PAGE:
Café Eichenberger

by Susan Kaempfer

The infinitely old woman is translucent. She wears black leather gloves so flower-petal thin that I can read the bones of her hands right through them. So tight, I think they must be holding her skin together. She does not take them off to shake the hand of the man who joins her in the café. He is slick and cool and fundamental, with hair like a used-car salesman and elbow-patched tweed like an English teacher. He says, Good evening.

Good evening.

She does not take them off to drink her tea, and I wonder if she can't, if they are too tight. Or if she has forgotten them. They have been on so long, they've become part of her skin.

The café is full now, and it's very warm. The woman ripples her black wool cloak, and I see the rest of the glove. Expertly tailored, as close and tight as involuntary chastity, the black leather continues. I look away, quickly. She is making a spectacle of herself; her cherry red hair, magnolia face, and the light-sucking black leather.

I sneak peaks at the other patrons. I think: not here. The café is historic and respected. We are right next to the Burgerspital, that corniced, sandstone palace of an old folks home. Only for the Patriziers, the blue blood, the few that are left. They have their steady clothes. Perfectly pressed cream-colored blouses and hats that are 60 years old, but look new because they have an army of valets to beat the moths off.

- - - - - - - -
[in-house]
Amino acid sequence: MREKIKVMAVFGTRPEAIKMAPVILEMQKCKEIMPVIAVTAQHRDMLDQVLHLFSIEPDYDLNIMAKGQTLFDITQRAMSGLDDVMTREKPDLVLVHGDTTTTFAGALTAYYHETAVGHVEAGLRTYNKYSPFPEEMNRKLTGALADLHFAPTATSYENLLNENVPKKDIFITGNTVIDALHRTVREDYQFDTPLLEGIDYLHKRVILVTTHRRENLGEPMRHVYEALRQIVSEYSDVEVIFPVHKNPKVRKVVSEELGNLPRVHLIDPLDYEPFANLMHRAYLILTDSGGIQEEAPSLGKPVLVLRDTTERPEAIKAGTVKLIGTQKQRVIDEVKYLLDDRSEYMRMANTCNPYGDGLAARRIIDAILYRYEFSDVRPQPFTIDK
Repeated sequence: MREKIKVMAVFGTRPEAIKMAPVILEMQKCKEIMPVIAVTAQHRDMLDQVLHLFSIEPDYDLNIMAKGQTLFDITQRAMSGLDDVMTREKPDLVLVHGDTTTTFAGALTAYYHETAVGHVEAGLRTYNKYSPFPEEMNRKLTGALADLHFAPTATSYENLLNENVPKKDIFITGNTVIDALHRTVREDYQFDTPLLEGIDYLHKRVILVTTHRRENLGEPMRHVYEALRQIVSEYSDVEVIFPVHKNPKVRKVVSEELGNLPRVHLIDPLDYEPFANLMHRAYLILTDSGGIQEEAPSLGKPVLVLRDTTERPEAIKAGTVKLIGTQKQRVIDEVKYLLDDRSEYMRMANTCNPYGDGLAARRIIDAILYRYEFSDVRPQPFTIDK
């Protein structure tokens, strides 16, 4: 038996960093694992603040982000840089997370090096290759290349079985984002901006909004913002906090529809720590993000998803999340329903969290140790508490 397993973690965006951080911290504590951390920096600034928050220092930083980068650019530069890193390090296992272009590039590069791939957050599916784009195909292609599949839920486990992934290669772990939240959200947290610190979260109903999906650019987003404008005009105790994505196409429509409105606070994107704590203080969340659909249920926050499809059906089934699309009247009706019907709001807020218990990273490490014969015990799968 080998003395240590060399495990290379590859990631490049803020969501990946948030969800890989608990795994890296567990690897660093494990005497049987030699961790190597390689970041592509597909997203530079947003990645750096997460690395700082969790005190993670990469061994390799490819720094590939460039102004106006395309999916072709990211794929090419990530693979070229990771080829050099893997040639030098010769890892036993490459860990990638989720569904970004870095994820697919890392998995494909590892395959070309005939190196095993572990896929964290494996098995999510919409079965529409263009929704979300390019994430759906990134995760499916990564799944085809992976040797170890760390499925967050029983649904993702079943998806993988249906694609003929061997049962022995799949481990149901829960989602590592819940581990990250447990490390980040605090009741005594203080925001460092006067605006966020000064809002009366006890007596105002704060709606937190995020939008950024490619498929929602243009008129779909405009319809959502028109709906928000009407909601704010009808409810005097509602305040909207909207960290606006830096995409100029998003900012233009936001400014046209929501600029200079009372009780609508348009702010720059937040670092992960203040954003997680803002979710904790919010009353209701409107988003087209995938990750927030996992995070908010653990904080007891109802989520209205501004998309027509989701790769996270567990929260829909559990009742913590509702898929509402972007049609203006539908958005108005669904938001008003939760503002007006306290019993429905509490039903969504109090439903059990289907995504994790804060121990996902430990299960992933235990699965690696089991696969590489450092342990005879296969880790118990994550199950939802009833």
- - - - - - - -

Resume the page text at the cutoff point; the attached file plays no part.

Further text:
They will look down their long noses at the woman and push her out the front door with the sheer force of their glares.

Except they don't. They don't see her at all. There are no hidden smirks, no whispers, no tight, disapproving lips. They drink their tea and eat their vermicelles with tiny, three-pronged forks.

Then I realize they are all wearing gloves. The two women next to me wear gloves the color of snake eggs. My eyes pop to their necklines, but I can see nothing. I think I see a faint seam on the back of a leg underneath the stockings, but I'm distracted. The waitress is standing next to me. Can she bring me anything else? No, just the bill, please.

I take out a note that should be more than adequate to cover a cup of tea just as she quotes a figure with so many zeroes in it that I lose track. My mouth hangs open, my face burns, and everyone turns to stare at me.


Susan Kaempfer was born in Washington DC and currently lives in Switzerland with her husband and three children.